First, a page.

Until last week, a lot of people saw this as the ski-racing season that wasn't. It had been marred by months of thick weather and thin snow in Europe, of delays that led to a rash of cancellations that led to a series of long, grim layovers in cramped hotel rooms that led to long, grim drives over bleak Alpine roads. In all the dismal crisscrossing of the European continent since the season began in December, no one, man or woman, had been able to sustain any momentum. No one was able to take charge. Nothing jelled. The usually dazzling white circus of World Cup racing had turned a telltale gray—unfocused, unresolved, uninspiring and, most of all, un-fun.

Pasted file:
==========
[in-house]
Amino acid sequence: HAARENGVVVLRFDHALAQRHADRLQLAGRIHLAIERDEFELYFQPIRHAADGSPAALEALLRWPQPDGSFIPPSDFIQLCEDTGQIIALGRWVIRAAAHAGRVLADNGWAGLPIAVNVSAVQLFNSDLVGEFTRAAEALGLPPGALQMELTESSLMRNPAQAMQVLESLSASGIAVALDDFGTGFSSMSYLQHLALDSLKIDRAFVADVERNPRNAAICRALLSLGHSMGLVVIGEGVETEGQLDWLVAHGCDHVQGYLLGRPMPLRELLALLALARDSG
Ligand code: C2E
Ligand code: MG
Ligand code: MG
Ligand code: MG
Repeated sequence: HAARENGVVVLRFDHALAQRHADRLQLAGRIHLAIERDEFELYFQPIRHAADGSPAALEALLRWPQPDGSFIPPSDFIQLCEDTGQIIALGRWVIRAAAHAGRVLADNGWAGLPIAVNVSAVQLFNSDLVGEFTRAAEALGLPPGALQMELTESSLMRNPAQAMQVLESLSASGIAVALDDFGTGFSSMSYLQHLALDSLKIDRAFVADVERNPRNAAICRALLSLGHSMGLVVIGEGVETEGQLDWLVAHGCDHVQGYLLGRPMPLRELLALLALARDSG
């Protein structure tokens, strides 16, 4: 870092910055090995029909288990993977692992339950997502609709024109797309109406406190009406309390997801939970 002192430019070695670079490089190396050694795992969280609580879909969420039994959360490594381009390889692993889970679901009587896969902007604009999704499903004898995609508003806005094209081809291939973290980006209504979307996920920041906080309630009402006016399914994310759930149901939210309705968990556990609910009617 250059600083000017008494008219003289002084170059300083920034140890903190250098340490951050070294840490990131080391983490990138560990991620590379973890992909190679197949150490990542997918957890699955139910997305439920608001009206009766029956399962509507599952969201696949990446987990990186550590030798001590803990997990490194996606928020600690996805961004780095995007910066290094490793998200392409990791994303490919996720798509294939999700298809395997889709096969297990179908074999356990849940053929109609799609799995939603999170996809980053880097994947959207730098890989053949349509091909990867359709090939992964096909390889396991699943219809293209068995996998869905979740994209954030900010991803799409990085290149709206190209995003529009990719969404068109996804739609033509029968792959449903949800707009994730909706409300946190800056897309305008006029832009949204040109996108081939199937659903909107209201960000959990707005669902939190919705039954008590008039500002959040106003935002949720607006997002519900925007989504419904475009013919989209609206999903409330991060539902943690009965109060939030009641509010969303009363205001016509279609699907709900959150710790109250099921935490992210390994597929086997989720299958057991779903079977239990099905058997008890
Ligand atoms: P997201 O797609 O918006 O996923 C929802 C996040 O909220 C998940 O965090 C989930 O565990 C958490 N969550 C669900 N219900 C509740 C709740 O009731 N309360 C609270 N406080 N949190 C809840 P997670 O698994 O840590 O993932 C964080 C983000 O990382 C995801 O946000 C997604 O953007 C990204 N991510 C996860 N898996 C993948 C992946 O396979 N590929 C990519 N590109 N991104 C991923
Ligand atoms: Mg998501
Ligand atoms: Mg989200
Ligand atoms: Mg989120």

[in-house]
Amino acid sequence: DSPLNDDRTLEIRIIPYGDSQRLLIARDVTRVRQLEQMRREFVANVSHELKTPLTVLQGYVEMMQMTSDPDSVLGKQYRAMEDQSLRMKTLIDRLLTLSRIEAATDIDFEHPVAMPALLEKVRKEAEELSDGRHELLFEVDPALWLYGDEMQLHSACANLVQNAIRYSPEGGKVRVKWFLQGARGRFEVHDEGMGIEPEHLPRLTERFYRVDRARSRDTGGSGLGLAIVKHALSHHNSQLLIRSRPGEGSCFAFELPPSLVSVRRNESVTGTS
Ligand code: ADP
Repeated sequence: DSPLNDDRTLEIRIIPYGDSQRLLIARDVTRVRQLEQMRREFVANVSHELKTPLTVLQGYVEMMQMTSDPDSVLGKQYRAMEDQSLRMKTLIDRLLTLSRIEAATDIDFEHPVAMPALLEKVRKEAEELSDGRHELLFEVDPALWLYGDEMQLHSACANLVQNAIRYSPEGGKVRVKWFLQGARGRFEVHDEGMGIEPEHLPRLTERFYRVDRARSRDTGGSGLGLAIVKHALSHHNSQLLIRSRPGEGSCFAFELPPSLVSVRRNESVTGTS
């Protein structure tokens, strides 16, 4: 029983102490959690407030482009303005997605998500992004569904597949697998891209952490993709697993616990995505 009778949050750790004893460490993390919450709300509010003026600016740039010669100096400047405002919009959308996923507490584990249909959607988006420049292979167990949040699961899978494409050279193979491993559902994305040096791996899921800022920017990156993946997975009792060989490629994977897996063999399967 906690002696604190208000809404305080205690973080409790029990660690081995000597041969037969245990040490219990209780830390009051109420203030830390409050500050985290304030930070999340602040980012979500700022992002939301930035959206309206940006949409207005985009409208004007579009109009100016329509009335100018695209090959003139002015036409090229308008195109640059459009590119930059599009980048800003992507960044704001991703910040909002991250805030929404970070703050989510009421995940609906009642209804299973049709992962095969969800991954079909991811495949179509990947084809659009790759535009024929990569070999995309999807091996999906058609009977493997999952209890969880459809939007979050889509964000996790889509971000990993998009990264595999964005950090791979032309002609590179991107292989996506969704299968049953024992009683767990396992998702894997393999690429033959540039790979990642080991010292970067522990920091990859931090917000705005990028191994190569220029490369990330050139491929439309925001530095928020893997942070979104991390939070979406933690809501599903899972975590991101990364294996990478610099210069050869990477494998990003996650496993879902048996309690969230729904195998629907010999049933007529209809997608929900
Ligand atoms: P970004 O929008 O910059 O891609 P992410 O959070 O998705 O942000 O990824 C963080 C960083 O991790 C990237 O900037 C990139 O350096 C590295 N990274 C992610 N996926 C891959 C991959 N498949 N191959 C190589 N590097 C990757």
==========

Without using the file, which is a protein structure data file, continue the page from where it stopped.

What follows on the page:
But then in a few short days, from March 5 to March 12, the whole glum mess took on shape, size, light and substance. In a series of eight races in eight days, all held in the manifestly non-European environs of Colorado, New Hampshire, Quebec and Alberta, the World Cup suddenly became galvanized and—amazingly enough—almost totally North Americanized.
The upswing began at Mont Tremblant in Quebec on Saturday, March 5, when Laurie Graham of Canada won a women's downhill in dismal weather. It proceeded apace in Aspen on the following day, when another Canadian, a magnificently muscled redhead named Todd Brooker, swept to victory down the beautifully prepared course on Ajax Mountain. But that was only a hint of the New World splendor that was to come. For over the next six days, in a spree unprecedented in history, three U.S. stars—Phil Mahre, 25, of Yakima, Wash., Tamara McKinney, 20, of Lexington, Ky. and Cindy Nelson, 27, of Lutsen, Minn.—sped to five victories, two seconds and a third in six races.